Patrick Ehlers, Co-Editor-In-Chief
Location: Los Angeles
History With Comics: Patrick came late to the comics game. After enjoying adaptations of Batman, Superman and the Justice League, he was finally tricked into picking up a set of graphic novels after seeing Robert Rodriguez’ Sin City. Naturally, this lead to further exploration of Frank Miller’s work, specifically with Batman. But it was not until an unexplainable desire to read Blackest Night that Patrick began purchasing the trades of Geoff Johns’ run Green Lantern. With a convenient new entry point and a handful of friends to follow him into the madness, Patrick began reading monthlies with the New 52′s Justice League #1.
New 52 Favorites: The Flash, Swamp Thing, Batwoman
Other Favorite Comics: Usagi Yojimbo, Teenage Mutant Ninja Turtles, Saga
Today, Shelby and Patrick are discussing Trillium 7, originally released March 9th, 2014.
Time has stopped before us / The sky cannot ignore us / No one can separate us / For we are all that is left
The Beginning is the End is the Beginning, Smashing Pumpkins
Shelby: While the execution is a little more angsty than I might prefer at my advanced age of 29, the lyrics to The Beginning is the End is the Beginning from the soundtrack of The Movie Which Shall Not Be Named very well match Jeff Lemire’s penultimate issue of Trillium. More than anything else, the song’s title (as well as its partner, The End is the Beginning is the End) seem to capture Lemire’s whole approach to time and the relationship of William and Nika. It’s an interesting love story that finds its beginning at the end of the universe, possibly at the end of time itself. Continue reading →
Today, Patrick and Taylor are discussing Wolverine and the X-Men 1, originally released March 5th, 2014.
“Those who can, do. Those who can’t, teach.”
Patrick: I have a number of teacher-friends, my colleague and responder on this article, Taylor among them. The idiom above is largely bullshit, but it stings enough that I’ve seen links posted on facebook to articles decrying the attitude that it represents. The argument always follows that teaching presents its own specific challenges, distinct from the discipline being taught. (The follow-up argument, naturally, being that teachers are under-valued in our society, but like whatever: we’re all undervalued.) For my money, the hardest thing about teaching has got to be the shifting of priorities, from the betterment of yourself to the betterment of others. When I fail myself — write a bad article, perform as crummy scene, log something incorrectly in QuickBooks — I’m mostly just hurting myself. But when a teacher blows off their duties, there are a bunch of people, children even, that pay the price. Wolverine and the X-Men renumbers itself and zeros in on this burden of responsibility, just who can deal with it and who’s struggling. Continue reading →
Today, Spencer and Patrick are discussing Forever Evil 6, originally released March 5th, 2014.
Spencer: One of the biggest issues I’ve had with Forever Evil has been trying to figure out just how, exactly, its interpretation of Earth-3 works. Before the reboot Earth-3 was a world of opposites, where all evil characters were good guys and all the good guys were villains, and villains always won, but ever since the Crime Syndicate forced their way onto our world at the end of “Trinity War” writer Geoff Johns has largely shown Earth-3 as a world where everybody is evil, which I haven’t quite been able to wrap my head around up to this point. Johns and David Finch’s Forever Evil 6 has finally helped put things in perspective for me, though, by unmasking the Syndicate’s prisoner and showing us exactly what a hero looks like on Earth-3. Continue reading →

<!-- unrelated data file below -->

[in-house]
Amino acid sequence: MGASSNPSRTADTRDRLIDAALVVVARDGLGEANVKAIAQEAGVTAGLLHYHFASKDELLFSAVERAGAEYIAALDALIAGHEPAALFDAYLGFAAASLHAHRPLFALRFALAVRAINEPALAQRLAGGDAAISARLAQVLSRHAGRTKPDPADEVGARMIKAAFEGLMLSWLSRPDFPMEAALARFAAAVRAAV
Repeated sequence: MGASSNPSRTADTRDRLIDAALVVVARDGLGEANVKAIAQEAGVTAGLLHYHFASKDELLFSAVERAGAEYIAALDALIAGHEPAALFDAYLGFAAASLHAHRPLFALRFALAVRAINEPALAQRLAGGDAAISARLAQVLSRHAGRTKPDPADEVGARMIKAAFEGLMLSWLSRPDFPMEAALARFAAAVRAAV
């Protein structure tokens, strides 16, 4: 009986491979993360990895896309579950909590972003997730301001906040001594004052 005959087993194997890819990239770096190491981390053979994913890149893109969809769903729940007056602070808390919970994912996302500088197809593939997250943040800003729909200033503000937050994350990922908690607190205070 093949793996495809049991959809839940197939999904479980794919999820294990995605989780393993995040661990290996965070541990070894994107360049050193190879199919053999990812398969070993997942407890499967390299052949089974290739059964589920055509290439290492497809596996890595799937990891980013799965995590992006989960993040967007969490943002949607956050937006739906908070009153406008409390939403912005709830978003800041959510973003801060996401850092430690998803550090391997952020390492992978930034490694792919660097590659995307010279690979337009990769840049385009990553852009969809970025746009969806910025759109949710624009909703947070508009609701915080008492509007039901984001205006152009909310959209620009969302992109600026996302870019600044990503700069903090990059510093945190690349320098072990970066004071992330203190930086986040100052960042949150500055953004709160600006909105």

Today, Patrick and Drew are discussing Moon Knight 1, originally released March 5, 2014.
Patrick: What do we call what we’re doing here at Retcon Punch? Literary criticism? Art criticism? Pop psychology mixed with informed gawking? I like to think that we’re simply exploring narratives and what makes them interesting. No matter what you think we’re trying to do, one thing we end up doing a lot is explaining. Occasionally, we lack the tools to properly explain something we read — maybe there’s a character who’s history we don’t have an adequate handle on or maybe the cultural references fly over our heads — but we always need to attempt to explain the issue in front of us. Moon Knight is one of those characters I don’t know shit about, but it’s cool — writer Warren Ellis is counting on my ignorance, and is waiting in the wings to exploit my every assumption. Continue reading →
Look, there are a lot of comics out there. Too many. We can never hope to have in-depth conversations about all of them. But, we sure can round up some of the more noteworthy titles we didn’t get around to from the week. Today, Drew and Patrick discuss Manhattan Projects 18, Deadpool 24, Batman/Superman 8, Tomb Raider 1, Fantastic Four 1, All-Star Western 28, Daredevil: Road Warrior Infinite Comic 1, and Guardians of the Galaxy 12.
Drew: I love tvtropes.org. Its snarky tone is a great salve when you’re identifying lazy stereotypes or tired scenarios in whatever you’re reading (which I’ve been doing a bitrecently), but I also respect it as a catalogue for those tropes. Without that site, I would have never put a name to The Worf Effect (when a villain is proven a physical threat by making short work of a known physical threat), which means I wouldn’t have been able to so specifically identify what is going on in Manhattan Projects 18. Feynman and Einsteins alien Frankenstein might not exactly fit the definition of a “known” threat, but by the end of the first page, there’s no real doubt what he might be capable of. That Westmooreland then takes him down (adding the creature’s ear to his necklace) cements the general as perhaps the biggest threat the Projects have faced. That Groves then forms a partnership with Westmoreland feels a bit like a deal with the devil, but is quickly trumped by Einstein’s partnership with Oppenheimer. Continue reading →